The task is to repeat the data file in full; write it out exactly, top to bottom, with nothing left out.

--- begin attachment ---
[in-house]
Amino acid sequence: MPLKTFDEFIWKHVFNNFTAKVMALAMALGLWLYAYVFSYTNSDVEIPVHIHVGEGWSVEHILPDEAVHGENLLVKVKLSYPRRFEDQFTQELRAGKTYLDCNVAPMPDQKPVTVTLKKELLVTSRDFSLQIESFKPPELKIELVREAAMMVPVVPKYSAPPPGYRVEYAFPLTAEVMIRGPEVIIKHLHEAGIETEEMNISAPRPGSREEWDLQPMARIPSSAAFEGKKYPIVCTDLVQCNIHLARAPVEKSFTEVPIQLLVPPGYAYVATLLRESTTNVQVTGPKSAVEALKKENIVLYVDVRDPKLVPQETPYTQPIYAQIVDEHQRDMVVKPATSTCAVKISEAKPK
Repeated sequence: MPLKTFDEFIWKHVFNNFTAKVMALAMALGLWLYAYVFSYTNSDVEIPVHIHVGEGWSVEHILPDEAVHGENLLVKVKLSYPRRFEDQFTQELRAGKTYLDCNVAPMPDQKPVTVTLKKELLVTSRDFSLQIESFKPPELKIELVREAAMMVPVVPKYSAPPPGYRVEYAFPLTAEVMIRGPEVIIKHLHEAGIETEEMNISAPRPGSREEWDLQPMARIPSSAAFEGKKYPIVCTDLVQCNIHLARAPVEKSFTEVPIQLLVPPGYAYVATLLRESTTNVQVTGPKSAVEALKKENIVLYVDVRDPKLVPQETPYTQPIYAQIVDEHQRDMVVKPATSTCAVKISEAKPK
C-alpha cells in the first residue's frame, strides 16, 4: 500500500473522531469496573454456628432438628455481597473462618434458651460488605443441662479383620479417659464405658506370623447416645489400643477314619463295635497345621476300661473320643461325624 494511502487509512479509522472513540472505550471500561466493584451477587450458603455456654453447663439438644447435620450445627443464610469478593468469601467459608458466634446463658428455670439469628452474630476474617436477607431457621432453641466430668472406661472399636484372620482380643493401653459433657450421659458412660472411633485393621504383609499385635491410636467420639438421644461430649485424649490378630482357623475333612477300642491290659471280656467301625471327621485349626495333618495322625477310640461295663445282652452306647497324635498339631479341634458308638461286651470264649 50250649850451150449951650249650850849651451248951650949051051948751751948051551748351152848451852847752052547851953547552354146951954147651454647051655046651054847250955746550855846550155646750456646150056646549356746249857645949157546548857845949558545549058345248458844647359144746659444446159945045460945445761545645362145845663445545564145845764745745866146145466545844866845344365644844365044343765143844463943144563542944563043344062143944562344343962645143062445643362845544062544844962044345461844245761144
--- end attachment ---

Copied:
[in-house]
Amino acid sequence: MPLKTFDEFIWKHVFNNFTAKVMALAMALGLWLYAYVFSYTNSDVEIPVHIHVGEGWSVEHILPDEAVHGENLLVKVKLSYPRRFEDQFTQELRAGKTYLDCNVAPMPDQKPVTVTLKKELLVTSRDFSLQIESFKPPELKIELVREAAMMVPVVPKYSAPPPGYRVEYAFPLTAEVMIRGPEVIIKHLHEAGIETEEMNISAPRPGSREEWDLQPMARIPSSAAFEGKKYPIVCTDLVQCNIHLARAPVEKSFTEVPIQLLVPPGYAYVATLLRESTTNVQVTGPKSAVEALKKENIVLYVDVRDPKLVPQETPYTQPIYAQIVDEHQRDMVVKPATSTCAVKISEAKPK
Repeated sequence: MPLKTFDEFIWKHVFNNFTAKVMALAMALGLWLYAYVFSYTNSDVEIPVHIHVGEGWSVEHILPDEAVHGENLLVKVKLSYPRRFEDQFTQELRAGKTYLDCNVAPMPDQKPVTVTLKKELLVTSRDFSLQIESFKPPELKIELVREAAMMVPVVPKYSAPPPGYRVEYAFPLTAEVMIRGPEVIIKHLHEAGIETEEMNISAPRPGSREEWDLQPMARIPSSAAFEGKKYPIVCTDLVQCNIHLARAPVEKSFTEVPIQLLVPPGYAYVATLLRESTTNVQVTGPKSAVEALKKENIVLYVDVRDPKLVPQETPYTQPIYAQIVDEHQRDMVVKPATSTCAVKISEAKPK
C-alpha cells in the first residue's frame, strides 16, 4: 500500500473522531469496573454456628432438628455481597473462618434458651460488605443441662479383620479417659464405658506370623447416645489400643477314619463295635497345621476300661473320643461325624 494511502487509512479509522472513540472505550471500561466493584451477587450458603455456654453447663439438644447435620450445627443464610469478593468469601467459608458466634446463658428455670439469628452474630476474617436477607431457621432453641466430668472406661472399636484372620482380643493401653459433657450421659458412660472411633485393621504383609499385635491410636467420639438421644461430649485424649490378630482357623475333612477300642491290659471280656467301625471327621485349626495333618495322625477310640461295663445282652452306647497324635498339631479341634458308638461286651470264649 50250649850451150449951650249650850849651451248951650949051051948751751948051551748351152848451852847752052547851953547552354146951954147651454647051655046651054847250955746550855846550155646750456646150056646549356746249857645949157546548857845949558545549058345248458844647359144746659444446159945045460945445761545645362145845663445545564145845764745745866146145466545844866845344365644844365044343765143844463943144563542944563043344062143944562344343962645143062445643362845544062544844962044345461844245761144